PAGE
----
“[The father] purports to place the decision to “do the right thing” in the hands of the Court as if, somehow, he is doing the right thing by doing so. It is in fact an abdication of his parental responsibility which is designed to make him feel better about a decision which any sensible and sensitive parent would have realised long ago is completely inevitable, indeed should have been obvious before he started these proceedings. Any responsible father would have listened to what his daughter is saying and realised that this was, on a number of different levels, a singularly inappropriate way of setting about achieving what he thought might be best for his child. He has, of course, had many opportunities during the course of the proceedings to open his eyes to the truth and spare her this pain and, with apparent stubborn indifference, refused to take any of them.”

It hardly needs saying, but Judge Lochrane had no hesitation in dismissing the father’s application.

The full report of SA v BO can be read here.

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Comments(2)

  1. JamesB says:

    I am not sure what weight people’s views should take. I think the Judge should be the person who’s view matters most. On a good day they do not cop out and go with whatever status quo there is but will go with the best solution no matter what.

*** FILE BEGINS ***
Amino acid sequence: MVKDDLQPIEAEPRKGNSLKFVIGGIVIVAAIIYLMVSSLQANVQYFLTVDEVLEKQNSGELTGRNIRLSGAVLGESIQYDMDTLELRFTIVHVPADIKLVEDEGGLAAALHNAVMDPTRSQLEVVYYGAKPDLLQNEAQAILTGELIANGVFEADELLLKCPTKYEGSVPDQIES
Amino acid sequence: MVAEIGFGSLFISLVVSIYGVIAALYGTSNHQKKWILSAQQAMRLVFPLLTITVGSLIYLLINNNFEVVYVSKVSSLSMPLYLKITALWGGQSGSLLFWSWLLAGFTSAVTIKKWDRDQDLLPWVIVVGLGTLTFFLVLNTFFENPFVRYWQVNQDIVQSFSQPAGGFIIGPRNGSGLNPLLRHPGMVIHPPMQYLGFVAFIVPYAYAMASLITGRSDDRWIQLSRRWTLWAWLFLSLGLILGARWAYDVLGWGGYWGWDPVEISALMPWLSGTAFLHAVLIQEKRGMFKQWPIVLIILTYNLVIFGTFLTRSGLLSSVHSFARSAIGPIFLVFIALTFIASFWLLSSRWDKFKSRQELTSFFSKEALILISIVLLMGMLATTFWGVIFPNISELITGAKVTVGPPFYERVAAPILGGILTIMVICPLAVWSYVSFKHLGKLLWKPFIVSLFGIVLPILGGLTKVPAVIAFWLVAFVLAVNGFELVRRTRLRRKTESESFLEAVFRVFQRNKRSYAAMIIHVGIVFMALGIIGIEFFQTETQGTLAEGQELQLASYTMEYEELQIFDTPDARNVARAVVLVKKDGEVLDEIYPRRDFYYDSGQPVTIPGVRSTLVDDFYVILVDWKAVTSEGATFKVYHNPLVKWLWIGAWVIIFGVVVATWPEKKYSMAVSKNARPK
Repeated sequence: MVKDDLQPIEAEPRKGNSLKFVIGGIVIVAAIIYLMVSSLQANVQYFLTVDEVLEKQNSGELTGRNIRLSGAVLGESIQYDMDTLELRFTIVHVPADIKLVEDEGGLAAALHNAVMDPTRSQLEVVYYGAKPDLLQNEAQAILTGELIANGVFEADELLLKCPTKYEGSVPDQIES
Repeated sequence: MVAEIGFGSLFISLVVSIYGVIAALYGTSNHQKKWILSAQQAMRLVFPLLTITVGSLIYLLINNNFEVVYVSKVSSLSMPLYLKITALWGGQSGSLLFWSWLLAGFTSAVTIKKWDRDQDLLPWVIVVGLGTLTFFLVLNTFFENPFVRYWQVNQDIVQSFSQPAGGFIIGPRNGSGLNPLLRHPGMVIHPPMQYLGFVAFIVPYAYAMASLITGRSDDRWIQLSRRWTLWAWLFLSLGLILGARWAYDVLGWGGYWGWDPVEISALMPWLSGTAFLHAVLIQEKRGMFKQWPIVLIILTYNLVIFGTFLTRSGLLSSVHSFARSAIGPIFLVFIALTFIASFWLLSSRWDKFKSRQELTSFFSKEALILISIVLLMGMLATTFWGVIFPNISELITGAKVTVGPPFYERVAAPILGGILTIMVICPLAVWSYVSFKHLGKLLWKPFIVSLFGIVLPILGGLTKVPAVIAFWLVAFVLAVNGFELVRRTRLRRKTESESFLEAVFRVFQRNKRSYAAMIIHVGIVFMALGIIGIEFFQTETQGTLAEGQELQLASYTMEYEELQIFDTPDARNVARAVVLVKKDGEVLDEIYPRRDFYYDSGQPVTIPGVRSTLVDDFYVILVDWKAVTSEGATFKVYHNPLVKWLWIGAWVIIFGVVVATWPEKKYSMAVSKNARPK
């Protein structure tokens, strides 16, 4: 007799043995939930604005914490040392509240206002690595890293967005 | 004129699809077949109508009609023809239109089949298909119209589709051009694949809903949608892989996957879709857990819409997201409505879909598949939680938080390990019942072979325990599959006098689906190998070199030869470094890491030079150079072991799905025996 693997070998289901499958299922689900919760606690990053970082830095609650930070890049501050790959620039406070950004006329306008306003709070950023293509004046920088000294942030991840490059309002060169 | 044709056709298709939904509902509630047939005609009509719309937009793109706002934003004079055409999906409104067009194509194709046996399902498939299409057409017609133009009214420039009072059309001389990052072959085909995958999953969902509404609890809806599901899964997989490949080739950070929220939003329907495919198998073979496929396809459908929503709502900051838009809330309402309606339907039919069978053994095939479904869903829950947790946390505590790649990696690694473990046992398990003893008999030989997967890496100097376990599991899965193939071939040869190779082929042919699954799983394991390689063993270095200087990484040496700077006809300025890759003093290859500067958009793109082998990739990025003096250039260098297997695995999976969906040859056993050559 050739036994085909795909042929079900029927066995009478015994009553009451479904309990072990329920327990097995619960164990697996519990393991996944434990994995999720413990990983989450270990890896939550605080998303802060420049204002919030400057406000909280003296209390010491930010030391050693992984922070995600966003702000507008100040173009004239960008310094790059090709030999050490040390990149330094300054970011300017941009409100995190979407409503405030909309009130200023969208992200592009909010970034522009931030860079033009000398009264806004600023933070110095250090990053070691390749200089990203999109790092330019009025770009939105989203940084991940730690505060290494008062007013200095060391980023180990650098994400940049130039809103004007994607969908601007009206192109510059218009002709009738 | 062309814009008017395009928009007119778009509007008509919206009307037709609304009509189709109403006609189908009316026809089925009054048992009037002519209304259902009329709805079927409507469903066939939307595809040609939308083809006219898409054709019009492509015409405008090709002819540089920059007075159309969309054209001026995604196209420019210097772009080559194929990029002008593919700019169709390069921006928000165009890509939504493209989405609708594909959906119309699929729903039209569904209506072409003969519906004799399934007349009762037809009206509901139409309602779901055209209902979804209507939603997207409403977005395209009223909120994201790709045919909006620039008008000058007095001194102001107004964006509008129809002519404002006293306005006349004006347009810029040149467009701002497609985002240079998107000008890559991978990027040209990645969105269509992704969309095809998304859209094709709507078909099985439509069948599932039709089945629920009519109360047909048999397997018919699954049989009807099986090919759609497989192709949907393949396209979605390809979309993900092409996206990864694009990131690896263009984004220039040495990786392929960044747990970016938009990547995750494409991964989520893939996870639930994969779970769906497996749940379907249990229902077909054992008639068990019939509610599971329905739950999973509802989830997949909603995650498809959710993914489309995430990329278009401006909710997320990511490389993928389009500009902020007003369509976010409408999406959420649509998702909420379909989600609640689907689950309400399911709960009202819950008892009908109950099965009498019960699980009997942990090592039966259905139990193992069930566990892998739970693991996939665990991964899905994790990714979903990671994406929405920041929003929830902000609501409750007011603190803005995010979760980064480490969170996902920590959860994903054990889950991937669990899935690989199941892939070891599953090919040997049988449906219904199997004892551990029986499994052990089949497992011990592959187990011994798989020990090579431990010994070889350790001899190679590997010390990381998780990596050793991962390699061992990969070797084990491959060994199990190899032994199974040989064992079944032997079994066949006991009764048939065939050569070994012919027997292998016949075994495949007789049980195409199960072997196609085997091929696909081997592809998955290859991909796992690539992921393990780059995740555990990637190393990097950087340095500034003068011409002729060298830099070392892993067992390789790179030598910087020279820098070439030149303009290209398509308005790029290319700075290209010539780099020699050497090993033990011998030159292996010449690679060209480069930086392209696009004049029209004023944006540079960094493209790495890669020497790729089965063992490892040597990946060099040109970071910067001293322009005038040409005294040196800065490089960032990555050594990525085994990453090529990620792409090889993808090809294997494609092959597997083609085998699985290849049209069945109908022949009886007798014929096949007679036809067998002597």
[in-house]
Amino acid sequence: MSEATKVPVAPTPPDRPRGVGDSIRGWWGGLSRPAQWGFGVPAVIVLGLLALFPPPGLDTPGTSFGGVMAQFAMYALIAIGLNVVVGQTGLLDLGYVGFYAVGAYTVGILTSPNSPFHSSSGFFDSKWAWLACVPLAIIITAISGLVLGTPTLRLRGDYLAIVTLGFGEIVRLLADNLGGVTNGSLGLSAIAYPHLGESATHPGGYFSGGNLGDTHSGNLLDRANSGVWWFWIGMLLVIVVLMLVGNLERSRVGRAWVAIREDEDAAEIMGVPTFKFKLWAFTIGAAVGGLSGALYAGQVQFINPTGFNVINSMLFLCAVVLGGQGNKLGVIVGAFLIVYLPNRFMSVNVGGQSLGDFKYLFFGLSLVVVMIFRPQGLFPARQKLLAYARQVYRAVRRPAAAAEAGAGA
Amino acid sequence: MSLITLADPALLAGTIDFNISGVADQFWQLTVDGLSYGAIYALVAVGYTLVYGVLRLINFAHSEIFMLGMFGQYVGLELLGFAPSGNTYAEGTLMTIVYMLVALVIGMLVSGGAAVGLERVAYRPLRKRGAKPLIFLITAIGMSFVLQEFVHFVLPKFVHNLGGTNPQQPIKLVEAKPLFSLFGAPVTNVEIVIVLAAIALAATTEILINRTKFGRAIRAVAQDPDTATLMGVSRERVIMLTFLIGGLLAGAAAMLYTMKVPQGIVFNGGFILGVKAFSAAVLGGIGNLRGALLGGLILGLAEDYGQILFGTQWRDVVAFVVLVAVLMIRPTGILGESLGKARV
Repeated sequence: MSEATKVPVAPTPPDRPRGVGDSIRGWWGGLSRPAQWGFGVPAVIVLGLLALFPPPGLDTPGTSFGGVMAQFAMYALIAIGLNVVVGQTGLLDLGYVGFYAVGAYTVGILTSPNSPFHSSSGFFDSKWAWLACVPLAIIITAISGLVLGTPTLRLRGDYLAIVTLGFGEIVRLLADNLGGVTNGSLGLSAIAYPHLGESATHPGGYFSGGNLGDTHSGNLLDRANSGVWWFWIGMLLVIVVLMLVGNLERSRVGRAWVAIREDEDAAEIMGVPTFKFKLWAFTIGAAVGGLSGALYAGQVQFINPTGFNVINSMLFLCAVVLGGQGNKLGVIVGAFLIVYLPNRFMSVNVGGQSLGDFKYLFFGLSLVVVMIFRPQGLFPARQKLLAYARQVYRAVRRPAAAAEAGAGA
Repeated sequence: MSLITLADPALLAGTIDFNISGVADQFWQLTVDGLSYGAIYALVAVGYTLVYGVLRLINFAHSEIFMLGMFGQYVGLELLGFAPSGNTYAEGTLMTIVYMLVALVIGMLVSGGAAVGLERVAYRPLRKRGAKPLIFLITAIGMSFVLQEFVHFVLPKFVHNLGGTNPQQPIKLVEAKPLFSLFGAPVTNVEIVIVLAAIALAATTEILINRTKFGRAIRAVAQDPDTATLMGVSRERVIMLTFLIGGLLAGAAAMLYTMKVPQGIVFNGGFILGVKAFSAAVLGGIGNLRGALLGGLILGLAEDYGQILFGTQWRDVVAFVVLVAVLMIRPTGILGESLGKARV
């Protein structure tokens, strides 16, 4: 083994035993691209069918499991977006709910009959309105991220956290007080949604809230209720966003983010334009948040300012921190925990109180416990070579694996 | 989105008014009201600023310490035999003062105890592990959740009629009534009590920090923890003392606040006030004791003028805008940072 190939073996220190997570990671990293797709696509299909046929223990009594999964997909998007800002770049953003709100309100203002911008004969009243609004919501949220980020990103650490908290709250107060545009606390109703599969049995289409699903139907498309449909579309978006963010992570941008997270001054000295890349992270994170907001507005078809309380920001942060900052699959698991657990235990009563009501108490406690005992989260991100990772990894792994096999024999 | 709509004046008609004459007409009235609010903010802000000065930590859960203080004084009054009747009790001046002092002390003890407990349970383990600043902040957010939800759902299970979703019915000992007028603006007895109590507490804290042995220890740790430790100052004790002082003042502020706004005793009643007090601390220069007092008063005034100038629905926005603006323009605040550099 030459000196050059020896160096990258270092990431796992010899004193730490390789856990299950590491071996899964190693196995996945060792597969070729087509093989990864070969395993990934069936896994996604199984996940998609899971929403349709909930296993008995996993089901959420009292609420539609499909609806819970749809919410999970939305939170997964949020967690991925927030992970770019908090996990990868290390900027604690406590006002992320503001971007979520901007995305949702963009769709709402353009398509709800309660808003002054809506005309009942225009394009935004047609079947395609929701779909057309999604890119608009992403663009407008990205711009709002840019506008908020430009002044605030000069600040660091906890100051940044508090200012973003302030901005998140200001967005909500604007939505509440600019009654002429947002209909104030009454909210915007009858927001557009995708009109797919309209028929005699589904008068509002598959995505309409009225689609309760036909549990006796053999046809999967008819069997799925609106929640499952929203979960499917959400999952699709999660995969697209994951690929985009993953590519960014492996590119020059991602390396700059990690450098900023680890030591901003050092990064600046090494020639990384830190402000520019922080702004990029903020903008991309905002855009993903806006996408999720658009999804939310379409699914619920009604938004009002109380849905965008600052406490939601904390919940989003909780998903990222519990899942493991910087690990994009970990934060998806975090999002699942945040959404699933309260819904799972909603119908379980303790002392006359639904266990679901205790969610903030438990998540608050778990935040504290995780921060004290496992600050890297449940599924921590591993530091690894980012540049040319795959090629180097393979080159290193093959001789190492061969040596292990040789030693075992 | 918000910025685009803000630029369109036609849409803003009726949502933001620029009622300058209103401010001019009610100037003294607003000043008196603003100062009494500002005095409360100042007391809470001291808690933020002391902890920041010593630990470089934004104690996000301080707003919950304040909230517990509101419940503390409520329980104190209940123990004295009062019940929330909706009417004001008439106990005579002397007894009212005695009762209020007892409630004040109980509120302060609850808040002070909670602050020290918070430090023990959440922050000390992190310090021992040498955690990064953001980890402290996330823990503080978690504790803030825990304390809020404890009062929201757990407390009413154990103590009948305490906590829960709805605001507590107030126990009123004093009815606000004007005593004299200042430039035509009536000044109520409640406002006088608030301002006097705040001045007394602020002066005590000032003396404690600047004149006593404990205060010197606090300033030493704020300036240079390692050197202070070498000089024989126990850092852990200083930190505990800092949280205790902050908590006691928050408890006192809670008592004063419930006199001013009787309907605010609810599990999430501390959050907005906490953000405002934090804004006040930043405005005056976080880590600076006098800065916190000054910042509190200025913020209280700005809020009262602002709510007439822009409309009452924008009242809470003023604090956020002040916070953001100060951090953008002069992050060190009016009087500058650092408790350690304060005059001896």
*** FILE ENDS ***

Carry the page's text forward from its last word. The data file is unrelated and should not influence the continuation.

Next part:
On a related matter, the below url made me think : dailymail.co.uk/femail/article-3254079/Emotional-moment-father-bride-paused-daughter-s-wedding-ceremony-invite-stepfather-join-pair-walk-aisle-together.html

    Personally, I can’t see me doing this with either of my two daughters as I wasn’t voluntarily absent but was disposed of like an old razor. Can’t see the point in the story except it sounds good. Sort of like the stories barristers put together. Pull the emotional strings and ask the judge a rhetorical silly question for which there is only one answer which makes the judge think he or she is agreeing with your case.

    With re to walking down the aisle. Well, I may be wrong, but with the amount of PAS (parental alienation syndrome) going on in my case by then I expect to have been neatly airbrushed out of my children’s lives like Trotsy and the Soviet Union and don’t expect to be invited to the Weddings. I hope to invite them round for drinks or a bbq sometime soon afterwards as I strive to do the best I can for them and that involves not fighting with ex. If my daughter does chose me to I would be honoured and won’t be taking the other chaps hand.

    If it goes that way I would say something in the speech nice about him if I am allowed the speech and guest and made welcome and walk daughter down aisle, can’t see it happening that way, or the threesome way unfortunately though, probably a blessing and a small get together afterwards hopefully something nice whatever.

    The legal side and child maintenance and finances situations, I think made anything nice on my children’s wedding days involving both biological parents highly unlikely in my and most cases.

  2. JamesB says:

    Its sort of like the bit in the film Last of the Mohicans, where they go to the village elder, chief, to make the call, we have judges, the idea is a sound one if the Judges are decent, which unforunately in English and Welsh family law they are not.